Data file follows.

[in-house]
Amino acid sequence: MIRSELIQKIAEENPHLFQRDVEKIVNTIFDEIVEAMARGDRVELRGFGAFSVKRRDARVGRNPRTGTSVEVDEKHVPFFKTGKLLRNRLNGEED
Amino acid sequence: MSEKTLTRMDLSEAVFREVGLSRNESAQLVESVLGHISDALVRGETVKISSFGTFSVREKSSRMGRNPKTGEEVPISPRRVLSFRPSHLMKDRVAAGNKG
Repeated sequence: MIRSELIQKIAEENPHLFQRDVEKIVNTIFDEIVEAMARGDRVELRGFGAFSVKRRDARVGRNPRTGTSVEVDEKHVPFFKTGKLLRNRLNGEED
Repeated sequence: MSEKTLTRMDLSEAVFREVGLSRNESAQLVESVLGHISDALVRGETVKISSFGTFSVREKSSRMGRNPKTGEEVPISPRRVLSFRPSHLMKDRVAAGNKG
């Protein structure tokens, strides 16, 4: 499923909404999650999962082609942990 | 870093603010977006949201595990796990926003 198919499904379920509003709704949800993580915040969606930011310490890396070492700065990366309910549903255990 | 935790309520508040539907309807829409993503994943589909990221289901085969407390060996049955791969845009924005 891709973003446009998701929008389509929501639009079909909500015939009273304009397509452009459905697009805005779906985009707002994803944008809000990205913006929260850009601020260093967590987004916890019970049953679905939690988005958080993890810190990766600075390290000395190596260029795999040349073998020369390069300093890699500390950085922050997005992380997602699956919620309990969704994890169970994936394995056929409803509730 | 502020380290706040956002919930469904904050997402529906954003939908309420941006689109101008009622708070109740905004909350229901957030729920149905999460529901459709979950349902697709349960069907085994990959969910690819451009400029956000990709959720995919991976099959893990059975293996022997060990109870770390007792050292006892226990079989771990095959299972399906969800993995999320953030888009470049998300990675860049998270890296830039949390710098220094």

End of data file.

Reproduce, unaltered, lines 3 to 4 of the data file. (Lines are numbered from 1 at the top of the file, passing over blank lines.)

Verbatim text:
Amino acid sequence: MSEKTLTRMDLSEAVFREVGLSRNESAQLVESVLGHISDALVRGETVKISSFGTFSVREKSSRMGRNPKTGEEVPISPRRVLSFRPSHLMKDRVAAGNKG
Repeated sequence: MIRSELIQKIAEENPHLFQRDVEKIVNTIFDEIVEAMARGDRVELRGFGAFSVKRRDARVGRNPRTGTSVEVDEKHVPFFKTGKLLRNRLNGEED